Does Medicare Cover Home Health Aides?
February 01 2022
How to Qualify for Home Health Care Coverage through Medicare and What is Covered
Like Dorothy in The Wizard of Oz says, “There’s no place like home.” And we couldn’t agree more. It’s why aging in place is such a popular option for today’s seniors. Having familiar surroundings and all of the comforts keeps us happier and also promotes better healing!
Paying for home health is a concern for many, especially when you are on a constrained budget. This means you are most likely wondering what Medicare covers when it comes to home health and if you and your family are able to afford the care you need, such as a home health aide.
Qualifying for Medicare Coverage of Home Health Care
In order to be eligible for Medicare home health benefits, you must meet all of the following conditions:
- You are homebound. This means you are unable to leave home without considerable effort or without the aid of another person or device (e.g. wheelchair or walker).
- You’ve been certified by a doctor or medical professional who works directly with a doctor (e.g. nurse practitioner) as being in need of intermittent occupational therapy, physical therapy, skilled nursing care and/or speech-language therapy. This certification arises from a documented, face-to-face encounter with the medical professional no more than 90 days before or 30 days after the start of home health care.
- You are under a care plan that a doctor establishes and reviews regularly. The plan should include what services you need and how often, who will provide them, what supplies are required and what results the doctor expects.
- Medicare has approved the home health agency that is caring for you.
Home Health Benefits: What Medicare Covers
Insurance can be complicated and understanding it difficult. When it comes to Medicare, either element of the original Medicare Part A (hospital insurance) and/or Part B (doctor visits and outpatient treatment) might cover home care. Services include:
- Skilled Nursing Care: changing wound dressings, feeding through a tube, injecting medicine; provided on a part-time or intermittent basis. Your combined home nursing and personal care cannot exceed 8 hours a day or 28 hours a week, except in limited circumstances. If you need full-time or long-term care you probably won’t qualify for home health benefits.
- Home Health Aides: to assist with personal activities such as bathing, dressing, and toileting where help is necessary due to illness or injury. Medicare only covers these services if you are also getting skilled nursing or therapy.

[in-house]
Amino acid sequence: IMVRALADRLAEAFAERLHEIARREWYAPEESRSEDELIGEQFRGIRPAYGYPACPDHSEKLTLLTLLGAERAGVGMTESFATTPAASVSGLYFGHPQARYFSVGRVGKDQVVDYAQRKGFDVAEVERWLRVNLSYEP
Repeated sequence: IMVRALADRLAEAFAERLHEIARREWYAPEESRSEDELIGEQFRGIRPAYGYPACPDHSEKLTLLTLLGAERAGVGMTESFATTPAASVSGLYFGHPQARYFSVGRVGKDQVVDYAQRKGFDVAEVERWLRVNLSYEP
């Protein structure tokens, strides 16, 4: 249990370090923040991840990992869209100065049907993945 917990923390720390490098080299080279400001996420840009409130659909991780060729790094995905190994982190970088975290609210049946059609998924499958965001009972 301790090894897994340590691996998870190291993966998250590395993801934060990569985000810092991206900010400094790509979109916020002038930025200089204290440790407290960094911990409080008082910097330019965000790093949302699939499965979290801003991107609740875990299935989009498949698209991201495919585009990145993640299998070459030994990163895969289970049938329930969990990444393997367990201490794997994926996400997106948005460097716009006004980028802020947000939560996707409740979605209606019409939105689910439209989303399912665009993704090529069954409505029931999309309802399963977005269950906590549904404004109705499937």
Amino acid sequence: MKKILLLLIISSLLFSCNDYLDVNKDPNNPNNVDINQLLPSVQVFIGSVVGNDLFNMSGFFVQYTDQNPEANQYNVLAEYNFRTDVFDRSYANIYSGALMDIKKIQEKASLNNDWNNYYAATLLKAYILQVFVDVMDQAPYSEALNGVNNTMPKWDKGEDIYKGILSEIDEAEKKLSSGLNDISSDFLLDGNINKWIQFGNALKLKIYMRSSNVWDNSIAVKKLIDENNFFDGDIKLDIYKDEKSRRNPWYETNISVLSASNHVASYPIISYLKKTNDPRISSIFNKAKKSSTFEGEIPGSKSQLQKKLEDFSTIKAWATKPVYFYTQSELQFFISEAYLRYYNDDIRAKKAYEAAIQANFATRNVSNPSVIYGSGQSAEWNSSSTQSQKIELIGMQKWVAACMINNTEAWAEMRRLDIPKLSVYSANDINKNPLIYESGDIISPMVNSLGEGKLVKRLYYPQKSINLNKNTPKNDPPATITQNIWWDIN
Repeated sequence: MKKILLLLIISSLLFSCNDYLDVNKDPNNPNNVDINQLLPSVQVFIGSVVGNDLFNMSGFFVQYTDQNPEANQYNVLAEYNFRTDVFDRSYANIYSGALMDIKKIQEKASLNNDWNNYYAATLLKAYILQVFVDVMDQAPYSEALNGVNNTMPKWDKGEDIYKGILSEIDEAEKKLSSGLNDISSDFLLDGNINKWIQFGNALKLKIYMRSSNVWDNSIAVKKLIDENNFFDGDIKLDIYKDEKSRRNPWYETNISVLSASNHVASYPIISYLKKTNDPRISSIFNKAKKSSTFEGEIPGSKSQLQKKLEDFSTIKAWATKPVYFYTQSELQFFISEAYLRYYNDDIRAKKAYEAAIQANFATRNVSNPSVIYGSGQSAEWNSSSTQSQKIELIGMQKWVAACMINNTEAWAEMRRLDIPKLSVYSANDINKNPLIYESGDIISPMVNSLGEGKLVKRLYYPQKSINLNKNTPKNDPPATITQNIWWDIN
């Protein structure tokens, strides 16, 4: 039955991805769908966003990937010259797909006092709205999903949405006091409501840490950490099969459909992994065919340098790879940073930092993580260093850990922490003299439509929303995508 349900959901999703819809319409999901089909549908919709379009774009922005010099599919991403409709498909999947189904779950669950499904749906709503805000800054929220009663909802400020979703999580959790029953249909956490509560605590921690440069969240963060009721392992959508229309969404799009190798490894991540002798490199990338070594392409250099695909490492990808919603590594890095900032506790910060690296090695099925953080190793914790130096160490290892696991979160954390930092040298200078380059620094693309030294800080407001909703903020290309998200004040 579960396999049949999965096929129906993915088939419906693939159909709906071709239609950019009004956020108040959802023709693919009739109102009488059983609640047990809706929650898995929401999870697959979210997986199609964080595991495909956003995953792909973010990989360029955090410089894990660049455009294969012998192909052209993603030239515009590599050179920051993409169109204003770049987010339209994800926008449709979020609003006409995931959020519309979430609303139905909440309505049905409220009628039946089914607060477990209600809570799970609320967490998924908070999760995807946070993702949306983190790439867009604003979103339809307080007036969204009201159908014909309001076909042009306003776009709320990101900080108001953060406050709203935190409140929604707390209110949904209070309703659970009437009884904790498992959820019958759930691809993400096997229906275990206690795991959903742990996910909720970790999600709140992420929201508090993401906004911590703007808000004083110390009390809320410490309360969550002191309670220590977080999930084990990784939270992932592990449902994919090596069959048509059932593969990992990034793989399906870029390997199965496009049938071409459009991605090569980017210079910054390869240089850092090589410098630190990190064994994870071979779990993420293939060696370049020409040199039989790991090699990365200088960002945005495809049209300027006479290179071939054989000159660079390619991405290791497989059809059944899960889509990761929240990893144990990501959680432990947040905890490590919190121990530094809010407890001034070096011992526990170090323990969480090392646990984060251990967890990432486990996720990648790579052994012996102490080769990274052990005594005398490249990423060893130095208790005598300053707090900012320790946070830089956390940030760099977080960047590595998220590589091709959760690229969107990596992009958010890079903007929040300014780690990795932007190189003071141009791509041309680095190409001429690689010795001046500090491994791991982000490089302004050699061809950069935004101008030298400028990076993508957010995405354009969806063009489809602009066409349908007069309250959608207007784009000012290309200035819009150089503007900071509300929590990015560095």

- Occupational, Physical and Speech Therapy: with professional therapists to restore or improve your ability to perform everyday tasks, speak, or walk after an illness or injury to help keep your condition from getting worse.
- Medical Social Services: counseling for social or emotional concerns related to your illness or injury and help finding community resources if you need them; must be receiving skilled care.
- Medical Supplies: such as wound dressings, catheters or other devices related to your condition when your home health agency provides them. This might also include durable medical equipment from the home health agency, like walkers or wheelchairs; however, Medicare does not pay the full cost. You are usually responsible for 20% of the Medicare-approved amount.
What Medicare Does Not Cover
There are a handful of things that Medicare does not cover when it comes to home health care. These include:
- 24-hour care at home.
- Custodial or personal care (bathing, dressing, toileting) when this is the only home care you need.
- Household/Homemaker services such as shopping, cleaning, and laundry when they are not related to your care plan.
- Meal delivery to your home.
Your Costs for Home Health with Medicare Benefits
If you qualify, you should be responsible for:
- $0 for home health care services
- 20% of Medicare-approved amount for durable medical equipment
Before you start getting your home health care, the home health agency should tell you how much Medicare will pay. The agency should also tell you if any items or services they give you aren’t covered by Medicare and how much you’ll have to pay for them, both by talking to you about it and in writing. The home health agency should also give you a notice called the Advance Beneficiary Notice (ABN) before giving you services and supplies that Medicare doesn’t cover.
Selecting the Right Home Health Agency for You
One of the biggest decisions you can make is selecting the right home health care agency. It can be an overwhelming task for many, but here are a few tips to make it easier and to help you make the right choice.
- Make a list of the services you need and compare them to the services offered by the agency. This will ensure that you are getting all of the services you need.
- Check the agency’s accreditation and licensing, specifically for a CMS (Centers for Medicare & Medicaid Services) certification, which proves that an agency meets or exceeds the CMS quality standards for care.
- Get recommendations from your doctor, friends and/or your local hospital or senior center.
Remember, if you decide that you don’t like the agency, it’s okay to switch! Work with the new agency to ensure continuity of care during the transition.
If you are looking for care in the Philadelphia area, All American Home Care offers exceptional health care and personal care services you need in the comfort of your own home! Our expert caregivers have the training and certifications needed and always approach patient care in the same way they would with their own family. To learn more about our services and how we can assist you, visit our website.
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